Finish Time 1:38:04 (chip time) 1:38:06 (gun time) PERSONAL RECORD!
Place in age Group– 13th of 62
Place Overall- 65 out of 1169!!!
What a great race. I entered not knowing what to expect, either from myself or the race. After running the Martinsville Half just a couple weeks back and absolutely no long runs since, I didn’t know how’d I finish. I was hoping to beat my Martinsville time, but was willing to set a couple goals just-in-case. A new course can mean anything from being long, tough, or straight uphill.
I got up this morning around 4am, made some breakfast and got on the road. Got to the RBC Center right at 6:30, and found the packet pickup table as well as the *clean & warm* bathroom. (Nice touch, no porta-potty necessary at the start). I sat back inside the RBC building and started people watching. This was by far the biggest race I’d ever participated in, and compared to the usual 150 person 5k’s I run, this was just WILD. I see lots of folks stretching and moving around to warm up. I decide none of this is necessary for me, knowing I’m not going to win anyway, so at that point this is just a long hard training run.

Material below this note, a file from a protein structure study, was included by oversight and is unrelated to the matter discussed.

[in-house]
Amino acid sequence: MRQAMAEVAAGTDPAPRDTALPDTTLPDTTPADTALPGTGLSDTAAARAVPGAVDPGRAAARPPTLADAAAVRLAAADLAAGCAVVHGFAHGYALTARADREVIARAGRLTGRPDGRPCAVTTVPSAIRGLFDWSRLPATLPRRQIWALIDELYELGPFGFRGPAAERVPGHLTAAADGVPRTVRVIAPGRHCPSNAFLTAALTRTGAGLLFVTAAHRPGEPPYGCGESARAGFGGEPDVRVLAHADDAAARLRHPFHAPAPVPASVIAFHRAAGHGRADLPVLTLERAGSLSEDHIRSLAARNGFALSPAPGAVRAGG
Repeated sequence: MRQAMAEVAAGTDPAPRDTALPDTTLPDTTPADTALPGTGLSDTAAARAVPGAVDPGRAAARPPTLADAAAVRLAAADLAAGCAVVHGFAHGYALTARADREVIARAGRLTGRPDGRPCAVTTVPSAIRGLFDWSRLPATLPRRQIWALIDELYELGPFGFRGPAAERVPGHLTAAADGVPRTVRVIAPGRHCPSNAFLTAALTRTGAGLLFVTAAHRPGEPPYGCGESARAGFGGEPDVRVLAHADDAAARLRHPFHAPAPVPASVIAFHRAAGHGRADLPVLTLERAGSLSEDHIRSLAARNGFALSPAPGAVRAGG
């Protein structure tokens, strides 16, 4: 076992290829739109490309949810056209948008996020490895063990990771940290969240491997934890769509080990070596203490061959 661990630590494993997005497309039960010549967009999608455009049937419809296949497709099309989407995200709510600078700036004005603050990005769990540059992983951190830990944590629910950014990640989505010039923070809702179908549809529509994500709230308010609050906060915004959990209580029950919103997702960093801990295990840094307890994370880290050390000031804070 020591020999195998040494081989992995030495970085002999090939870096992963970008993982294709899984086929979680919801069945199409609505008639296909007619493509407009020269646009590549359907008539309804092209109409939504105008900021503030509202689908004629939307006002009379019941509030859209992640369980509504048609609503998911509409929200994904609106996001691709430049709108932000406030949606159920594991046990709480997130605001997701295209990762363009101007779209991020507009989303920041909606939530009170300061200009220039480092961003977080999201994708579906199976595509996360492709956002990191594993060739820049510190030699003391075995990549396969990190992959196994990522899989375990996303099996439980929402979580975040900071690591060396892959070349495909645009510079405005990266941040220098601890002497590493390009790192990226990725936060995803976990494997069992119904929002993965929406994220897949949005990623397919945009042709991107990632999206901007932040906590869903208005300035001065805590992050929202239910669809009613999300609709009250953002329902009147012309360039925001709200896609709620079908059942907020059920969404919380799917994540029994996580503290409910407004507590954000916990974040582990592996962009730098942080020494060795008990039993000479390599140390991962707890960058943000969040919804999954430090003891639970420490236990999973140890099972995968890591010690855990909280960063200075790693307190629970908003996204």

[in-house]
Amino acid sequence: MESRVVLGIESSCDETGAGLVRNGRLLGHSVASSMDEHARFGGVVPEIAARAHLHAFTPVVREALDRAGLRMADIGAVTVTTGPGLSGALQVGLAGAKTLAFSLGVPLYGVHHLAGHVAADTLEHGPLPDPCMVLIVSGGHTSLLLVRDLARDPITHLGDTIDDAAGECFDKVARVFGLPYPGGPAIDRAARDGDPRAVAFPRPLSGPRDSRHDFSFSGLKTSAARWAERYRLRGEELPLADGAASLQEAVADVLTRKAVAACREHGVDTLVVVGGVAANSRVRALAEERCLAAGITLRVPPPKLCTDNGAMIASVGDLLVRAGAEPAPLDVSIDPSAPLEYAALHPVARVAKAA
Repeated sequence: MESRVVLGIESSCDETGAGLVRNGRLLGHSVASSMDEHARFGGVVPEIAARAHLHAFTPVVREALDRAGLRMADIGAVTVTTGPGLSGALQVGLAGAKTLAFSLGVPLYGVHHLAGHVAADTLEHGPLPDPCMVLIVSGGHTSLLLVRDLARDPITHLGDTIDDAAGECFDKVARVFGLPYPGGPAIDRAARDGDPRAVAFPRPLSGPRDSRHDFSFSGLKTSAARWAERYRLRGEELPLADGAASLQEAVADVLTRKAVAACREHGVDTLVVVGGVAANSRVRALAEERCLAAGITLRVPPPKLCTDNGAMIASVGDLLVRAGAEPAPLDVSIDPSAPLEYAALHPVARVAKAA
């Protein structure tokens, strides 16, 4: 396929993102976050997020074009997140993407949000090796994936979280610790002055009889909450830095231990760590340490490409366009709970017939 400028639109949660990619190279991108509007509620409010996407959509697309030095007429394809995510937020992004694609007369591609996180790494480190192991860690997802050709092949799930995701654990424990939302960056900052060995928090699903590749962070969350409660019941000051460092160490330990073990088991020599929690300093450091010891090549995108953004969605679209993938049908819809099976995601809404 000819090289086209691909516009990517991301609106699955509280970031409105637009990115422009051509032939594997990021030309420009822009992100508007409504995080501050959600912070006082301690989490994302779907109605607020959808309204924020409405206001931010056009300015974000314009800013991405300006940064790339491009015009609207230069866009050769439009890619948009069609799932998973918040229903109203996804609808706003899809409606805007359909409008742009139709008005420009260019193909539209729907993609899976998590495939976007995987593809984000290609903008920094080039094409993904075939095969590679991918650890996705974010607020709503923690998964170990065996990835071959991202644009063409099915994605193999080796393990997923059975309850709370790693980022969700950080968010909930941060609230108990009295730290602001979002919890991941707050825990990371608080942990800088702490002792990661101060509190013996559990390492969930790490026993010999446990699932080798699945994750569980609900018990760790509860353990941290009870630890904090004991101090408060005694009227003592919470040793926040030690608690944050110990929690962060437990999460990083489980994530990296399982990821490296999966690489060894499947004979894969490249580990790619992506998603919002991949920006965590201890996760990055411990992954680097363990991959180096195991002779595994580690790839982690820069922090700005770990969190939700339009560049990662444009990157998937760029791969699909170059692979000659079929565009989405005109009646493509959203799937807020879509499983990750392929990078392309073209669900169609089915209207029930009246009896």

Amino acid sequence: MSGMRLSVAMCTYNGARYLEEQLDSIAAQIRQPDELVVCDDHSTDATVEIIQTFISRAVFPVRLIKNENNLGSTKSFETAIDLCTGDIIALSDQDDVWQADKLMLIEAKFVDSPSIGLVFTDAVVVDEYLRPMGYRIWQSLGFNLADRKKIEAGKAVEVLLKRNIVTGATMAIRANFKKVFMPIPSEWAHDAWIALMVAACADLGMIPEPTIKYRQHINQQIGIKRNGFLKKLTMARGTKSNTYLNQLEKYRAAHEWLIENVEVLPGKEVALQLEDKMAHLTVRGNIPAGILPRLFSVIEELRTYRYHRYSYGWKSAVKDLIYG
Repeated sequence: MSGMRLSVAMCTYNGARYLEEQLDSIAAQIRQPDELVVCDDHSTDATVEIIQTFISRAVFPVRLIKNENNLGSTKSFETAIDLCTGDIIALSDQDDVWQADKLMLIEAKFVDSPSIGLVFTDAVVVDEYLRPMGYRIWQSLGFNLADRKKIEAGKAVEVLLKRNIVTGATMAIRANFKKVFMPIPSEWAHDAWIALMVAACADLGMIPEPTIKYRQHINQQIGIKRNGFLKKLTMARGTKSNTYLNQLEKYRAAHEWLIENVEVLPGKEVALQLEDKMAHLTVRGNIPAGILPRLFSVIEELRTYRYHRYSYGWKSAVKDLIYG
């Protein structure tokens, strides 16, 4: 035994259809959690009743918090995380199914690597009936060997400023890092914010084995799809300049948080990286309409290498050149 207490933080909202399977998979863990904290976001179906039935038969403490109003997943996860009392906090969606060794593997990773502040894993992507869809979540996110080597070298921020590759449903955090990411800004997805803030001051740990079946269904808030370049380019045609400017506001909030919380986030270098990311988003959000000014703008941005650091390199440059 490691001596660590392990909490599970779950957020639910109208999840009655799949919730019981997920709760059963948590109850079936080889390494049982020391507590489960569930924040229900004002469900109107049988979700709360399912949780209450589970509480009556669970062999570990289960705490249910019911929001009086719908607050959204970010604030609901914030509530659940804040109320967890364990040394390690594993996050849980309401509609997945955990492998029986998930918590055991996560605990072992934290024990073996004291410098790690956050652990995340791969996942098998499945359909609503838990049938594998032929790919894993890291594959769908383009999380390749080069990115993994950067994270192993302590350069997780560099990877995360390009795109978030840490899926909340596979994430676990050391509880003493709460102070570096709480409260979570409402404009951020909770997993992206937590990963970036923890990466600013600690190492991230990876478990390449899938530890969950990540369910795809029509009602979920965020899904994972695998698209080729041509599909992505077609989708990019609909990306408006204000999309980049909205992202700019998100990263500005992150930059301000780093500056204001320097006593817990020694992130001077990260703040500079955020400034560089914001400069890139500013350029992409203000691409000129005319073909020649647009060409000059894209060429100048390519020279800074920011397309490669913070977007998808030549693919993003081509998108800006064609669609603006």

7:15 rolls around and I decide I want a spot near the front of the pack so I head on down and get in the starting corral. I finally decide to stretch. I put my arms over my head, give it one good stretch, and call it good enough. I introduce myself to the guy next to me who claims he plans to run a 1:35, so I figure I’m at least close to where I need to be. We shoot the bull for a couple minutes, they give the 2 minute warning ( twice, mind you…apparently somebody was running behind somewhere). The race director hit the air horn, and I took off at a pace I knew I’d never keep, but I always figure it’s easier to bank a minute or two at the beginning than at the end.